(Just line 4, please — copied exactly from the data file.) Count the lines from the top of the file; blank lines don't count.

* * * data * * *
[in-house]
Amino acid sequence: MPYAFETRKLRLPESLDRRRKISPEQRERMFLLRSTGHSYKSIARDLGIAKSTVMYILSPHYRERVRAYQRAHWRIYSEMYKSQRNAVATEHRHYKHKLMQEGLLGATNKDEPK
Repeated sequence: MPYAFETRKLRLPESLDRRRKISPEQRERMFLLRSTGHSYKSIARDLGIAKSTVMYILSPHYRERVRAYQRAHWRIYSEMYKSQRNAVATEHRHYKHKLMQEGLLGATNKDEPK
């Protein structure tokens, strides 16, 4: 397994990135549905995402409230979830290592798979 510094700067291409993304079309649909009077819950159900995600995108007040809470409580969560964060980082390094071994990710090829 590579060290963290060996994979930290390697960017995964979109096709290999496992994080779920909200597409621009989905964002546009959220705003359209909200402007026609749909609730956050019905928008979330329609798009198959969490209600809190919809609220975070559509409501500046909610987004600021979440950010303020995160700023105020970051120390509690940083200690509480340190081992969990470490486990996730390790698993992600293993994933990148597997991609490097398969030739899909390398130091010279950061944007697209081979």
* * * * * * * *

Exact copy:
């Protein structure tokens, strides 16, 4: 397994990135549905995402409230979830290592798979 510094700067291409993304079309649909009077819950159900995600995108007040809470409580969560964060980082390094071994990710090829 590579060290963290060996994979930290390697960017995964979109096709290999496992994080779920909200597409621009989905964002546009959220705003359209909200402007026609749909609730956050019905928008979330329609798009198959969490209600809190919809609220975070559509409501500046909610987004600021979440950010303020995160700023105020970051120390509690940083200690509480340190081992969990470490486990996730390790698993992600293993994933990148597997991609490097398969030739899909390398130091010279950061944007697209081979």